Self-sufficient and climate friendly heating in the Bavarian Oberland, Germany – Information event on district heating systems and for future heat suppliers

Leibersberg gets stuck in: The district heating system in Leibersberg, municipality of Riegsee, was built with a lot of own work – good for climate protection and for the village community. Source: Georg Miller

District heating systems can be a good lever for climate protection and for becoming independent of oil and gas. On 25 February, around 60 participants, including mayors, architects and energy consultants, learned what to consider when planning district heating systems at an online event organised by Energiewende Oberland in the EU-funded heating transition project REPLACE.

Almost half of the energy in the Bavarian Oberland is used for heating, 44% of it in private households. As Stefan Drexlmeier from Energiewende Oberland (EWO) reported at the event on 25 February, district heating systems are an ideal way to supply entire streets with climate-friendly heat in addition to replacing individual heating systems, and at the same time to make oneself independent of fluctuating energy prices and oil and gas supplies from abroad. District Administrator Anton Speer (Garmisch-Partenkirchen district) also emphasised in his welcoming address that regional supply from own products is becoming increasingly important and pointed out, among other things, the supply of three Murnau schools by forest residues.

How to plan a district heating system

Andreas Scharli from EWO explained how to plan a district heating system. As a heating engineer and energy consultant, Scharli has already accompanied numerous projects in the Oberland, including community-supported systems in Valley and Warngau in the district of Miesbach back in 2013, where existing properties and a newly planned kindergarten were connected to a common heating system. Or Scharli’s most recent project in Schwabsoien, where there is no gas pipeline and heating is needed for a new development area.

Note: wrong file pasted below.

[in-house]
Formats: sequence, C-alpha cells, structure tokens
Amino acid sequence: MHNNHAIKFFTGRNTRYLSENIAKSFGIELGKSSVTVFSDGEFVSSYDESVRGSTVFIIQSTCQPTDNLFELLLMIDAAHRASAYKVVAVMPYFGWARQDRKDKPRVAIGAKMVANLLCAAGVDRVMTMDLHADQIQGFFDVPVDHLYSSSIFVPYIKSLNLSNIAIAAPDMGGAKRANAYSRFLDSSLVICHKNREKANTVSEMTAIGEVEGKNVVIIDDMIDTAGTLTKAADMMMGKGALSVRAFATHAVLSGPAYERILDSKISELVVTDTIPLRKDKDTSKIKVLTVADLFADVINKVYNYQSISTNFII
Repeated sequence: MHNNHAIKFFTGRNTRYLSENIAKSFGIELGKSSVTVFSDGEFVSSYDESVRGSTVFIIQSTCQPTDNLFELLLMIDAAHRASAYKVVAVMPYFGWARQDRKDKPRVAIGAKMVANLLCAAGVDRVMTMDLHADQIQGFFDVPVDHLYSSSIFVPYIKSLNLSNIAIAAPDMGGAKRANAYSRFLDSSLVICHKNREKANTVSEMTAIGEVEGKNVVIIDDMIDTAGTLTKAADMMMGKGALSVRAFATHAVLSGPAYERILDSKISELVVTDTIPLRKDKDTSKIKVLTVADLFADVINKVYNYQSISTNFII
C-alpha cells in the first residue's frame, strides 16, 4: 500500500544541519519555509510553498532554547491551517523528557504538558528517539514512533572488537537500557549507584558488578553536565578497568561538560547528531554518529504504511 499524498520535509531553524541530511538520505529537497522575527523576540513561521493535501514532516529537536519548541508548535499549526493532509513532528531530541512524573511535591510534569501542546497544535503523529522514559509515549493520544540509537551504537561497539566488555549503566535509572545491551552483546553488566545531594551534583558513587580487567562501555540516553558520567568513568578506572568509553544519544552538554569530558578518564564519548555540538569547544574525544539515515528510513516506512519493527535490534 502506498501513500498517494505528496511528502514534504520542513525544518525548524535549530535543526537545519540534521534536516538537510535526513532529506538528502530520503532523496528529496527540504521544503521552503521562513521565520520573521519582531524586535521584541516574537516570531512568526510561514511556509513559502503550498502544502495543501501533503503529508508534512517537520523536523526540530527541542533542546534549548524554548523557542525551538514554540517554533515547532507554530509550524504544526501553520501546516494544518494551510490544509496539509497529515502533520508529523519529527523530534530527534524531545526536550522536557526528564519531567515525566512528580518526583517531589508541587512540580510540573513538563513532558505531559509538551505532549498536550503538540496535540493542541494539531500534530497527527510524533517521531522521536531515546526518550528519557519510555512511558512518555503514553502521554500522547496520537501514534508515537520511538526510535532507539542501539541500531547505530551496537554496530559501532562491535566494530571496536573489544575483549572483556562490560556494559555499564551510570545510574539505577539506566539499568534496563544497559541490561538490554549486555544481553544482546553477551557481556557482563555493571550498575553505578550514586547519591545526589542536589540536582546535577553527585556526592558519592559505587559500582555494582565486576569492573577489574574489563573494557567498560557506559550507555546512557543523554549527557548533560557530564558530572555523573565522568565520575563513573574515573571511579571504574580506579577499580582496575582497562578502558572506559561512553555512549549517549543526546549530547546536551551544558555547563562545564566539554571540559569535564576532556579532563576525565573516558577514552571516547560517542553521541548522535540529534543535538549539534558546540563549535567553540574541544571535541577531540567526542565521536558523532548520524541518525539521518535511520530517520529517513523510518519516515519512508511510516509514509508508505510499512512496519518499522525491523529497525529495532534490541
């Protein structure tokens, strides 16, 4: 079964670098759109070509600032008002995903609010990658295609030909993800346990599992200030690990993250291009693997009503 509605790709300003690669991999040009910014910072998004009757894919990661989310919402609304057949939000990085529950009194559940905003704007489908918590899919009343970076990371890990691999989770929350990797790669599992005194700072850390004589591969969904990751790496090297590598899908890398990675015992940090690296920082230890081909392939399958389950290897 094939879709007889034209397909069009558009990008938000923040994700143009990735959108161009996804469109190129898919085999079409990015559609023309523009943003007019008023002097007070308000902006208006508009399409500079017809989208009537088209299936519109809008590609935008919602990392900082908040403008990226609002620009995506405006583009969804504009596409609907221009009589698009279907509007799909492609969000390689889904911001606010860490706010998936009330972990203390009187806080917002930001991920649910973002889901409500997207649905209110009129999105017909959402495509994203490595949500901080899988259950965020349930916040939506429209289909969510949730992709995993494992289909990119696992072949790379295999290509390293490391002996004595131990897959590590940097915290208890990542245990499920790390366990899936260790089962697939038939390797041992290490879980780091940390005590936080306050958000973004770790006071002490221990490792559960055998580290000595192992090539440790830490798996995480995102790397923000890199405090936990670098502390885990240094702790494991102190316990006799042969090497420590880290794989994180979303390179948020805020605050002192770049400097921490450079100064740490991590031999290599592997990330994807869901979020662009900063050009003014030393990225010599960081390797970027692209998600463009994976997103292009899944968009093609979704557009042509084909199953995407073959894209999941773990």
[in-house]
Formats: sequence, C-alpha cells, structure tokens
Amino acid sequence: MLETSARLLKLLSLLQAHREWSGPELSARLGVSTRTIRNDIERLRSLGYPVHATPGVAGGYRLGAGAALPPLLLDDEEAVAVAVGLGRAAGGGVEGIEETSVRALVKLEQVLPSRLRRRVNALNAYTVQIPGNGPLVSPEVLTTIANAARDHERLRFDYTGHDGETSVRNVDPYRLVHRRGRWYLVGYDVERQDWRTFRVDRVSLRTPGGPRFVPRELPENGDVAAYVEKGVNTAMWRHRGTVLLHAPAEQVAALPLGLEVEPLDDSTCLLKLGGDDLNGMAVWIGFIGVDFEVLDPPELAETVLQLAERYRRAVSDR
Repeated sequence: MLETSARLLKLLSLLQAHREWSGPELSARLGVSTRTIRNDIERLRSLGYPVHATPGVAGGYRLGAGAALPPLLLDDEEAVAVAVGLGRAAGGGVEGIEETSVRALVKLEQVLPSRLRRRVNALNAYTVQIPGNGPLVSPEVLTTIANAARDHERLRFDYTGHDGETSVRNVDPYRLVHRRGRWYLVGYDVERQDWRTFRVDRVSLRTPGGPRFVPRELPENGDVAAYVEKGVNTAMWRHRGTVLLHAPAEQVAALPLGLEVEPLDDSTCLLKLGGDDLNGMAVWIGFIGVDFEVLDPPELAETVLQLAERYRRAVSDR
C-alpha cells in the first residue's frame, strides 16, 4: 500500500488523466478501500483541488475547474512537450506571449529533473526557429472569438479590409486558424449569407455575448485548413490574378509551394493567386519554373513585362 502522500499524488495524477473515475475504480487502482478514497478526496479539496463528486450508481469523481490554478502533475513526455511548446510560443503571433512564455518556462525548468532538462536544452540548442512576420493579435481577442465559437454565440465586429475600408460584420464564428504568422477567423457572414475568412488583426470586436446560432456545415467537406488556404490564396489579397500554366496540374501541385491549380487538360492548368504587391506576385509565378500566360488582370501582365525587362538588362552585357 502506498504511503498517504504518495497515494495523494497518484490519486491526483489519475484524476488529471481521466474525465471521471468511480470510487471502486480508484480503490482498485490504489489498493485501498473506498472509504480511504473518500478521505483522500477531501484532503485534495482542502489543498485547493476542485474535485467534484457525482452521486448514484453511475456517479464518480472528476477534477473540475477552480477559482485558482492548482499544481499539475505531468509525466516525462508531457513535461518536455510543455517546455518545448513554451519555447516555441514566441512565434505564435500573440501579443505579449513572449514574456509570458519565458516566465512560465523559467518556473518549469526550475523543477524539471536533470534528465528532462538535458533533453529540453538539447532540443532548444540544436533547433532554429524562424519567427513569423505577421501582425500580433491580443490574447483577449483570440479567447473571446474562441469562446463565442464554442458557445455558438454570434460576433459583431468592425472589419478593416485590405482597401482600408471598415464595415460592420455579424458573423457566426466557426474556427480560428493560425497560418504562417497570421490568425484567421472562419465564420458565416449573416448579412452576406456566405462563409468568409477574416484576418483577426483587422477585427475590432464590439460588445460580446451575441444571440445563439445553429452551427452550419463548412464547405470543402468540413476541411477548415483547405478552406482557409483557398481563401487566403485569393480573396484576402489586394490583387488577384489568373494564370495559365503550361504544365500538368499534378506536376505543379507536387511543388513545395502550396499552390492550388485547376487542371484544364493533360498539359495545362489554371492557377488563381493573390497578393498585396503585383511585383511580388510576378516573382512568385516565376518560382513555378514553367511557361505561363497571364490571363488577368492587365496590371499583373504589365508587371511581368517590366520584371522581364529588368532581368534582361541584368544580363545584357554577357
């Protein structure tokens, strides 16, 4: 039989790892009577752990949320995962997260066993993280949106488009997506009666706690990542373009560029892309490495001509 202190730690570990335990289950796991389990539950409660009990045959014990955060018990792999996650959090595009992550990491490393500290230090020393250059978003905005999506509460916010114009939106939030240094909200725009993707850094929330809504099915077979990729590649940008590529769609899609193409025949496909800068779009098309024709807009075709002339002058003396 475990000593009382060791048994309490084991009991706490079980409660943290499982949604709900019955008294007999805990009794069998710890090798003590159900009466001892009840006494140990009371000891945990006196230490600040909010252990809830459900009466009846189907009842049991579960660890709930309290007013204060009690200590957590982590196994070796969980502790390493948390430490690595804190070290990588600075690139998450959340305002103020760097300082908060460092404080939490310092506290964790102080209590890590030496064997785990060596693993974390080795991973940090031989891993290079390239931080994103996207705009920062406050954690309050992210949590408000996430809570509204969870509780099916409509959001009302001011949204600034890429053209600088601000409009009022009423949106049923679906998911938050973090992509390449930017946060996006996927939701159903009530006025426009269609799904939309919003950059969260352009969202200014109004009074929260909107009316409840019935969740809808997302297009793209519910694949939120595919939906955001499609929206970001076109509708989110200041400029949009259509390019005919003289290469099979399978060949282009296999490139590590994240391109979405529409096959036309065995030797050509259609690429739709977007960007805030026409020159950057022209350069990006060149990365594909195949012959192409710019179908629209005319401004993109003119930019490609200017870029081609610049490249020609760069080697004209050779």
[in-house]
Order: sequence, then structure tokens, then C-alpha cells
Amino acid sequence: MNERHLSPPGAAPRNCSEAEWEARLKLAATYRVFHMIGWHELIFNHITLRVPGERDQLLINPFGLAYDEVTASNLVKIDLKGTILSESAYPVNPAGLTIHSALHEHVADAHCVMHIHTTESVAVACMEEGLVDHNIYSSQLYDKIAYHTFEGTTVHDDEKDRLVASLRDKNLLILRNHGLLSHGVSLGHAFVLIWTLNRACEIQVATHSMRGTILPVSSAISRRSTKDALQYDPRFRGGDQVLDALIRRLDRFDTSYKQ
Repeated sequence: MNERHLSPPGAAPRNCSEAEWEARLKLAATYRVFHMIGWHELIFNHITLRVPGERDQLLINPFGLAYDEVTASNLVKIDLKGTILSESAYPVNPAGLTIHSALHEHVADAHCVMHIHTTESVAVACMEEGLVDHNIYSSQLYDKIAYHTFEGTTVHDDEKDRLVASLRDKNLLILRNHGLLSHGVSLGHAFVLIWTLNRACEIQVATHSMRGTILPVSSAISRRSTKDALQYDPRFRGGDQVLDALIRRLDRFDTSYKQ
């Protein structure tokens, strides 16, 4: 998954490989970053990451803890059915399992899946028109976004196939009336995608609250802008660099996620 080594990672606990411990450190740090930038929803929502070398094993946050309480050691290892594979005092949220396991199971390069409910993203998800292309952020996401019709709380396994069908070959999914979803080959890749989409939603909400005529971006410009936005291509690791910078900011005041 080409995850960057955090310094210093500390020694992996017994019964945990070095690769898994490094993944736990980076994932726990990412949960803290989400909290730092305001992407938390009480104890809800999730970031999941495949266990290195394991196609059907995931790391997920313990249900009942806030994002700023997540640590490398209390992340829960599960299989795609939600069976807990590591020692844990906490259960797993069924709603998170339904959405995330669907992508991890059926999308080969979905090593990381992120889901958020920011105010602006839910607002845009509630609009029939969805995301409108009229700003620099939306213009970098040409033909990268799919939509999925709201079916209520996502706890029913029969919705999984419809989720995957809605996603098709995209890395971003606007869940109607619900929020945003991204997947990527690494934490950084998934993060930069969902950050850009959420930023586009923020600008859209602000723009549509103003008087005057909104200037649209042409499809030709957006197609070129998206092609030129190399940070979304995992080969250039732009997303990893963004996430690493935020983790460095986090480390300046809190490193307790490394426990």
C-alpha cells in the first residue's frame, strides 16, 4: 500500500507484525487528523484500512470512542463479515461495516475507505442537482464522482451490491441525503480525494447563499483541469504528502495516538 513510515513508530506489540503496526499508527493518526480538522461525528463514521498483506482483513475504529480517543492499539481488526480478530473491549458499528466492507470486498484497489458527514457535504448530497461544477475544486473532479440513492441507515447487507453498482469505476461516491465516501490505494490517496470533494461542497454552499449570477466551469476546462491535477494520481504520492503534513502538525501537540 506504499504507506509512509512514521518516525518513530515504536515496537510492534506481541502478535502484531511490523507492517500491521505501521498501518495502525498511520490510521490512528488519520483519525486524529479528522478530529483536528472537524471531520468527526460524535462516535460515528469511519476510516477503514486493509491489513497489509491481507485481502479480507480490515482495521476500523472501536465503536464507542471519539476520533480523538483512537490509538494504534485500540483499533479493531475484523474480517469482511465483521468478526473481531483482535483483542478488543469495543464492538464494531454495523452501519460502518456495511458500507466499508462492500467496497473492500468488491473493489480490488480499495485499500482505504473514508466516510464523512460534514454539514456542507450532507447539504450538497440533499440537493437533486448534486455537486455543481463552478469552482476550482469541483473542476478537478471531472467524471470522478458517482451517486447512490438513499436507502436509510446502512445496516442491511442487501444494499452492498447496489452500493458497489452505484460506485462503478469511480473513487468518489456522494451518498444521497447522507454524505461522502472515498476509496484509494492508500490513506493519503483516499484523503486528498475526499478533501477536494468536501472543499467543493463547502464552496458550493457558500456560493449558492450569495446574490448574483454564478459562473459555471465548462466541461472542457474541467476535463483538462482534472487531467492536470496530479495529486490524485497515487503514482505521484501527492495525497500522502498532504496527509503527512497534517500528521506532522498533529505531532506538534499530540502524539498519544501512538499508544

For Scharli, the planning of a district heating system always starts with a meeting of residents, at which he determines the interest in a joint system, the amount of oil needed so far and the age of the heating systems. The next step is to plan the shortest pipe route between the buildings in order to lose as little heat as possible and to operate the system profitably. The design of the heat price, considerations on the operator model and advice on subsidies for heating houses, heat paths or the disposal of the oil tanks finally lead to a preliminary contract, which, according to Scharli, creates commitment in the planning.

Commitment is also important for Felix Uhlschmied, who represented the perspective of a bank at the event. As an employee of the Raiffeisenbank, Uhlschmied was involved in the founding of the Steingaden cooperative in order to make the project also financially sustainable. Since there are hardly any collateral values for heating networks and if a project fails, e.g. pipelines cannot be dug up and sold again, other safeguards are necessary for banks, e.g. through the liability of an individual entrepreneur or, in the case of a cooperative, through the participation of a municipality in the project. As another important point, Uhlschmied emphasised the calculation of profitability, which enables a reliable repayment of loan instalments.

From practice